New Jersey on Friday reported 2,538 confirmed COVID-19 positive tests and 14 new confirmed deaths as the transmission risk remains high in four counties, down from seven a week ago.
The state’s seven-day average for confirmed cases was 2,051 on Friday, down 9% from a week ago, and down 48% from a month ago.
The statewide positivity rate for tests conducted on Sunday, the most recent day with available data, was 14.78%. The federal Centers for Disease Control and Prevention considers positivity rates above 10% to be “high.”
The statewide rate of transmission has hovered around 0.80 in recent days. A transmission rate below 1 is an indication that the outbreak is declining as each new case is leading to less than one additional new case.
There were 736 patients with confirmed or suspected coronavirus cases reported across the state’s 71 hospitals as of Thursday night. Hospitalizations remain significantly lower than when they peaked at 6,089 on Jan. 10 during the omicron wave.
Of those hospitalized, 99 were in intensive care and 31 were on ventilators. There were at least 120 people discharged in the 24-hour period ending Thursday, according to state data.
The US Centers for Disease Control and Prevention now lists four New Jersey counties with “high” transmission rates – Atlantic, Cape May, Monmouth, and Morris.
Those in high-risk areas are recommended to wear a mask indoors in public and on public transportation and stay up-to-date on vaccinations, according to the CDC.
Eleven counties are in the medium risk category: Bergen, Burlington, Camden, Essex, Gloucester, Hudson, Mercer, Middlesex, Ocean, Passaic, Somerset and Sussex. Masks are not recommended in the medium and low risk regions.
Cumberland, Hunterdon, Union and Warren are listed as low risk.
New Jersey has reported 2,115,026 total confirmed COVID-19 cases in the more than two years since the state reported its first known case March 4, 2020.
The Garden State has also recorded about 355,712 positive antigen or rapid tests, which are considered probable cases. And there are numerous cases that have likely never been counted, including at-home positive tests that are not included in the state’s numbers.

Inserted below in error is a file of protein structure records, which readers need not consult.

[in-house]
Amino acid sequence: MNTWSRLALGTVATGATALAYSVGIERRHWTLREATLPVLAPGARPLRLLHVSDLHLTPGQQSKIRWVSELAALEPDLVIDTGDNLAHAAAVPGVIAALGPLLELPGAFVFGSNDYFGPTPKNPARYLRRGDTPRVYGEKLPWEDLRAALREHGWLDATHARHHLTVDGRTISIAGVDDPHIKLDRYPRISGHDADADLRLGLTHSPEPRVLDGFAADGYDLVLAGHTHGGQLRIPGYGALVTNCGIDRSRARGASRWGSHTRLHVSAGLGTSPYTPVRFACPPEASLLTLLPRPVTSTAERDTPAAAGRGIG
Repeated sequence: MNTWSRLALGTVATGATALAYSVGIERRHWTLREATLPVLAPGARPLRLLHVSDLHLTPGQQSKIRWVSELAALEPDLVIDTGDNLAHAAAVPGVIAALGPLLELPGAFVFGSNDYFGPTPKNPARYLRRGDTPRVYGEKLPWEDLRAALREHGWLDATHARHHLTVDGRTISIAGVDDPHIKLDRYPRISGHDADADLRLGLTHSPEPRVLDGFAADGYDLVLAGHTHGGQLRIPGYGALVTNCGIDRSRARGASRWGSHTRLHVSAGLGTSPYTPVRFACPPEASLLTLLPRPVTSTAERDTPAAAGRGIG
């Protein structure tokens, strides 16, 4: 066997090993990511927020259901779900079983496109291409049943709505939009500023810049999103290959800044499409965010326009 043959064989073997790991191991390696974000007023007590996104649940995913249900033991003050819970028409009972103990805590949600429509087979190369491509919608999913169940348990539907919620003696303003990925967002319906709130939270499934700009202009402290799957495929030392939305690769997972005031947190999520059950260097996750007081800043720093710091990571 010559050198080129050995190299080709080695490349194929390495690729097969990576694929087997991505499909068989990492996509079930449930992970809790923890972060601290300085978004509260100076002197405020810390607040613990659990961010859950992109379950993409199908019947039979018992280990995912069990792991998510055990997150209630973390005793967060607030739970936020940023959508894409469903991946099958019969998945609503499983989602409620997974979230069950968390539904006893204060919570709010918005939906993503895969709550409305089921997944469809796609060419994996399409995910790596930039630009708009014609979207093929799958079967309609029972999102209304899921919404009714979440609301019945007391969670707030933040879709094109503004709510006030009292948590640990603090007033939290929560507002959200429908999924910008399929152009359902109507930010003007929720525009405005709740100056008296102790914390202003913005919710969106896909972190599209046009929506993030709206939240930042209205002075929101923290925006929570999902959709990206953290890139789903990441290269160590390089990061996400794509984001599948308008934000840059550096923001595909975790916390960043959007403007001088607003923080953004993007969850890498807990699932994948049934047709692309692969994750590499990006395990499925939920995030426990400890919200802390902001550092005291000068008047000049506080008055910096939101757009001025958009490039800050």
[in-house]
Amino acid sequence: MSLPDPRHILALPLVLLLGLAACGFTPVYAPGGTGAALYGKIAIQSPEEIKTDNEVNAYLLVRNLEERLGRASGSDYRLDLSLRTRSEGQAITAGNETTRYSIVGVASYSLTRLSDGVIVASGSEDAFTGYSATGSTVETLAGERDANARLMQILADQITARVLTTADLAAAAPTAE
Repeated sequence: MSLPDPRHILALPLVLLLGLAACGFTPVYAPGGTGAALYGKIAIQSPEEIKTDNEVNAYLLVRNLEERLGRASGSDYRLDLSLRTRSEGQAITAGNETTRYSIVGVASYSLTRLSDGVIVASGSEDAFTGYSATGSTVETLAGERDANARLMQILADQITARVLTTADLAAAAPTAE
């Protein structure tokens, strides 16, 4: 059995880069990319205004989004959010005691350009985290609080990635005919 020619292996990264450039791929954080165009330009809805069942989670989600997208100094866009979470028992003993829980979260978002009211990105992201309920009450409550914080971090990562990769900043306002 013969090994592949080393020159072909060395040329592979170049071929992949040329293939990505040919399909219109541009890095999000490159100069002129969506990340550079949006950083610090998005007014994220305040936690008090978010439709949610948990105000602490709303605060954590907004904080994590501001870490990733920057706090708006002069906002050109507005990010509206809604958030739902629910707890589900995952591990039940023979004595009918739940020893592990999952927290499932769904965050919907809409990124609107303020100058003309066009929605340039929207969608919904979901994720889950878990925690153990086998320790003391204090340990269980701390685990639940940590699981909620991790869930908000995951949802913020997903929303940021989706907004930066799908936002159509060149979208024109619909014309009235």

The state of 9.2 million residents has reported 33,994 COVID-19 deaths – 30,907 confirmed fatalities and 3,087 probable ones.
New Jersey has the eighth-most coronavirus deaths per capita in the US – behind Mississippi, Arizona, Oklahoma, Alabama, West Virginia, Tennessee and Arkansas – as of the latest data reported Monday. Last summer, the state had the most deaths per capita in the country.
The latest numbers follow a major study that revealed even a mild case of COVID-19 can significantly affect the brain. Long COVID – the term commonly used to describe symptoms stemming from the virus long after a person no longer tests positive – has been found to affect between 10% and 30% of those who contract the infection, regardless of whether they have a mild or serious case.
In New Jersey, that would mean that roughly 600,000 of the more than 2 million who have tested positive for COVID since the onset of the pandemic either have or have had long COVID.
More than 6.93 million people who live, work or study in New Jersey have received the initial course of vaccinations and more than 7.8 million have received a first dose since vaccinations began here on Dec. 15, 2020.
More than 3.97 million people in the state eligible for boosters have received one. That number may rise after the FDA approved booster shots for healthy children between the ages of 5 and 11. US regulators authorized the booster for kids hoping an extra vaccine dose will enhance their protection as infections continue to spread.
LONG-TERM CARE NUMBERS
At least 9,195 of the state’s COVID-19 deaths have been among residents and staff members at nursing homes and other long-term care facilities, according to state data.
There were active outbreaks at 353 facilities, resulting in 4,492 current cases among residents and 4,244 cases among staff, as of the latest data.
As of Friday, there have been more than 542 million COVID-19 cases reported across the globe, according to Johns Hopkins Universityand more than 6.3 million people died due to the virus.
The US has reported the most cases (more than 86.7 million) and deaths (at least 1,015,343) of any nation.
There have been more than 11.6 billion vaccine doses administered globally.
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